Sure, The Division 2 is a cover shooter just like Army of Two, or most importantly the original. But its punishing nature,  the aggressive AI, and environment design disallow you from just rushing through gun-ho and just running through each and every level. Your Division agent does have a formidable amount of health – but so do the enemies which you face. And if you are not careful, a single, basic enemy can drop not only you, but your entire four man squad. And the tension and the thrill which this uncertainty creates, elevates the title from a simple shooter, to a tactical masterpiece.

Each and every single in-game encounter, especially on higher difficulty settings, requires an unprecedented level of teamwork and tactics, as in-game enemies are not simply cannon fodder, and just like you, they use skills and abilities which can really turn your day into nightmare. It is incredibly important to stay calm and collected when fighting the ever more difficult foes, as if and when you are not careful, you’ll have to retry the same segment over and over again, until you get it right.

The gunplay of Division 2 is simply superb, as all the guns have just the right amount of kick, and sfx. As fun as it is to fights hordes of enemies with just your weapons, then those unfortunately are not always enough to secure a victory. In order to increase your chances of success, you, as well as your teammates have to use the Division agent abilities. As those, commonly are the difference between victory and defeat. And while not all of them are as impactful as the others, then they all do allow you to switch up the gameplay, and explore ever new tactics.

From expandable riot shields, through to healing drones, all the way down to kamikaze fireflies, The Division 2 offers you a host of skills and abilities, which allow you to constantly reinvent yourself and the gameplay. And while they are incredibly beneficial when applied individually, then they truly come to life when used in unison.  But in order to unlock their true potential, cooperation is vital. As you yourself can only use two abilities at the time, so if you want to move to a high ground using a partial shield, in order to scope the battleground and use a firefly on hunkered down armoured enemy, you will need assistance from one of your teammates, who will have to use caustic gas in order to smoke him/her out of the cover for your firefly to lock in.

The agent ability combinations appear to be endless as with four players in my team, I was constantly discovering ever new synergies I had no idea about. But those will truly come to life when the Raid goes live in the game, as with eight players those ability combinations will only get madder. And I believe that unlike for the original, the sky is the limit for Division 2. And it only remains to be seen if Ubisoft will be aiming for the said proverbial sky, or if it will be afraid to crash and burn, and will remain on the ground content with what it currently possesses.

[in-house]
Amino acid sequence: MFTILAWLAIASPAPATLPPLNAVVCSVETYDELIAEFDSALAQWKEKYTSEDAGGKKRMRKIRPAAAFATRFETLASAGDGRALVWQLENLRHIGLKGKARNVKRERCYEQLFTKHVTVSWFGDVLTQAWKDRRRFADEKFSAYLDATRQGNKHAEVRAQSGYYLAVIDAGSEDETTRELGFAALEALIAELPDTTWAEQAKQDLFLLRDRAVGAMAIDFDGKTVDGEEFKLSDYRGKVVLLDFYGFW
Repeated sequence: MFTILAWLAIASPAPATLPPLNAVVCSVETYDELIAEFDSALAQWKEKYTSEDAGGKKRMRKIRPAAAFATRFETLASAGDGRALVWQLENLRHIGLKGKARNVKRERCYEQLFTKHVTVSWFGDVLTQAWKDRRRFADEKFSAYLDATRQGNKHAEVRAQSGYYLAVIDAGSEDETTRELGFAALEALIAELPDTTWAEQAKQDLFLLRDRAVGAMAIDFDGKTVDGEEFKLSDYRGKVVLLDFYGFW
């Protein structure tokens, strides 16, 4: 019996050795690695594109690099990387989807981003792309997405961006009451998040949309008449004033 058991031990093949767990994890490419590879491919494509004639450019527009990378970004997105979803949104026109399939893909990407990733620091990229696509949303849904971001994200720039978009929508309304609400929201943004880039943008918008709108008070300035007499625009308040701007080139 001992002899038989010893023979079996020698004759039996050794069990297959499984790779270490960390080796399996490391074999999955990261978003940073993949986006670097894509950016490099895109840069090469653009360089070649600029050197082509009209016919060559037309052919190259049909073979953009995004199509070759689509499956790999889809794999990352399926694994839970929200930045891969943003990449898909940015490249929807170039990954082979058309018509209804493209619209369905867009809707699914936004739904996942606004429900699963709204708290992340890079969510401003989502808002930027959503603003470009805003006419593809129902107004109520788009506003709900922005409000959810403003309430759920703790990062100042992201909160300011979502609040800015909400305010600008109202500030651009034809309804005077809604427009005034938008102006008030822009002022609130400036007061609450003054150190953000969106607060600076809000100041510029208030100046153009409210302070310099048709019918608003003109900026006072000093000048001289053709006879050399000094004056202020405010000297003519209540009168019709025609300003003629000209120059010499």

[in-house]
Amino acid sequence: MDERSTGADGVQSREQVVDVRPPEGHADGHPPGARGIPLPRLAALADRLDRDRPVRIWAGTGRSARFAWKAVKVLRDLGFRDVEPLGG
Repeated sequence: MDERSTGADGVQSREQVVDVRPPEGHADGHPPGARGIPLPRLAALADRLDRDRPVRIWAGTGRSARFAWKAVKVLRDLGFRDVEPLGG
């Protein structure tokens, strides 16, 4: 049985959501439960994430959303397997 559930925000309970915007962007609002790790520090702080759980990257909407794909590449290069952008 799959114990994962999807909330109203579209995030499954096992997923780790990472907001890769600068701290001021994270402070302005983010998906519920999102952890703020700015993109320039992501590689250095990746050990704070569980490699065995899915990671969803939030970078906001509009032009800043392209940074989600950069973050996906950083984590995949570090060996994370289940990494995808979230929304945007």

At this point, I have spent nearly thirty hours with Division 2, and I can’t wait to play more. As I love everything about it from the gunplay, through the agent abilities and content, all the way down to the level design. But as with any game, Division 2 is not all roses. As its rather odd and eerie matchmaking architecture leaves a lot to be desired. You can easily find a group of players to freeroam, but if you join them, instead of them joining you, not all your progress will carry into your save file. And when playing with randoms, it may feel a little pointless to do any auxiliary activates, as ultimately you will have to do all of them once again alone, or with friends – and one can only liberate the same checkpoint so many times before he/she just gives up.

Progression aside, the Division 2’s matchmaking also suffers from fairly few quality of life issues, which can create some instability. For example, when looking for a group to complete a main mission, as a host of a pre-existing two, or even three man party it is not uncommon to never find another player to join your crew. You may stand by the mission marker for hours, but that one elusive player will simply never join. Same thing applies for assistance requests which become available when downed a solo player. But those appear to work only once in a blue moon, if ever. And if and when they finally start working, the player whose help you have requested is very likely to join once he/she is no longer needed. Which is rather disappointing.

To summarise, it is important to underline that The Division 2 is a vast improvement not only on the original, but also the games as a service genre as a whole. As it offers an unprecedented amount of content and intricacy, as well as a sound but fair challenge, which disallows you from simply walking over the hostility which it throws at you. But as things stand, The Division 2 can only be truly enjoyed when playing alone, or with a pre-made party. As the existing matchmaking issues make it an absolute chore to try and matchmake with anybody for anything other than a mainline mission – but even the online infrastructure for those doesn’t always work as it should.

REVIEW CODE: A complimentary Sony Playstation 4 code was provided to Bonus Stage for this review. Please send all review code enquiries to

Subscribe to our mailing list

Get the latest game reviews, news, features, and more straight to your inbox

Thank you for subscribing to Bonus Stage.

Something went wrong.

Tom Clancy's The Division 2 Review
  • Gameplay - 8/10
  • Graphics - 8/10
  • Sound - 8/10
  • Replay Value - 8/10
User Review
0/10 (0 votes)
Comments Rating 0/10 (0 reviews)


In many ways, The Division 2 is the title which the original always should have been. A complex and rewarding experience which doesn’t go past its due date just after a couple of sessions.

Share Review